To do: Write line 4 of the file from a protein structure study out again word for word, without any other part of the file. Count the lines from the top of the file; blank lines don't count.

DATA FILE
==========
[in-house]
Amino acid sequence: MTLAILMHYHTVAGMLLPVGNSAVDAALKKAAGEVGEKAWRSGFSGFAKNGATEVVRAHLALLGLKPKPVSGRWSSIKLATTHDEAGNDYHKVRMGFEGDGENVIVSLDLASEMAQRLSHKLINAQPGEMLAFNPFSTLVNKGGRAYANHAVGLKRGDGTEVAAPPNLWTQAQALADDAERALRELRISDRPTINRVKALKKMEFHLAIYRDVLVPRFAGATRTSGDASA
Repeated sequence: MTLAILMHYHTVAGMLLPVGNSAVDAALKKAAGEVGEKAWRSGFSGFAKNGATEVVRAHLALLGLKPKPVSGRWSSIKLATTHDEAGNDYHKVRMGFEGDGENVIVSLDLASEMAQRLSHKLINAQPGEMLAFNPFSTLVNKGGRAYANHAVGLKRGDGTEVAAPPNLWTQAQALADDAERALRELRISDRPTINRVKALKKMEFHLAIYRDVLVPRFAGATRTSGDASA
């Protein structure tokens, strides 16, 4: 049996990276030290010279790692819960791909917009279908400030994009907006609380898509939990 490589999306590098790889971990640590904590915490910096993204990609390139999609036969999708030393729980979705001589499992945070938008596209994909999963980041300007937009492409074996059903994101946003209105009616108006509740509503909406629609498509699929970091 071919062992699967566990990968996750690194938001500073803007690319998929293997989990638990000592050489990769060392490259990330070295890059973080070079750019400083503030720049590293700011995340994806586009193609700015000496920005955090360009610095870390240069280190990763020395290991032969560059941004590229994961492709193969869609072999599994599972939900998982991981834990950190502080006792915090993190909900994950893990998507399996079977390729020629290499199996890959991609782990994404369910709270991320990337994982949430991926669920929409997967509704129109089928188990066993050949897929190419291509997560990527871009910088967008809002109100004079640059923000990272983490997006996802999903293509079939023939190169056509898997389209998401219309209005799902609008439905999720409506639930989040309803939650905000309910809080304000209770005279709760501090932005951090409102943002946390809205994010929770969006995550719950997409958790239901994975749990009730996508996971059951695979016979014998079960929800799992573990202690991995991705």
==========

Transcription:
């Protein structure tokens, strides 16, 4: 049996990276030290010279790692819960791909917009279908400030994009907006609380898509939990 490589999306590098790889971990640590904590915490910096993204990609390139999609036969999708030393729980979705001589499992945070938008596209994909999963980041300007937009492409074996059903994101946003209105009616108006509740509503909406629609498509699929970091 071919062992699967566990990968996750690194938001500073803007690319998929293997989990638990000592050489990769060392490259990330070295890059973080070079750019400083503030720049590293700011995340994806586009193609700015000496920005955090360009610095870390240069280190990763020395290991032969560059941004590229994961492709193969869609072999599994599972939900998982991981834990950190502080006792915090993190909900994950893990998507399996079977390729020629290499199996890959991609782990994404369910709270991320990337994982949430991926669920929409997967509704129109089928188990066993050949897929190419291509997560990527871009910088967008809002109100004079640059923000990272983490997006996802999903293509079939023939190169056509898997389209998401219309209005799902609008439905999720409506639930989040309803939650905000309910809080304000209770005279709760501090932005951090409102943002946390809205994010929770969006995550719950997409958790239901994975749990009730996508996971059951695979016979014998079960929800799992573990202690991995991705």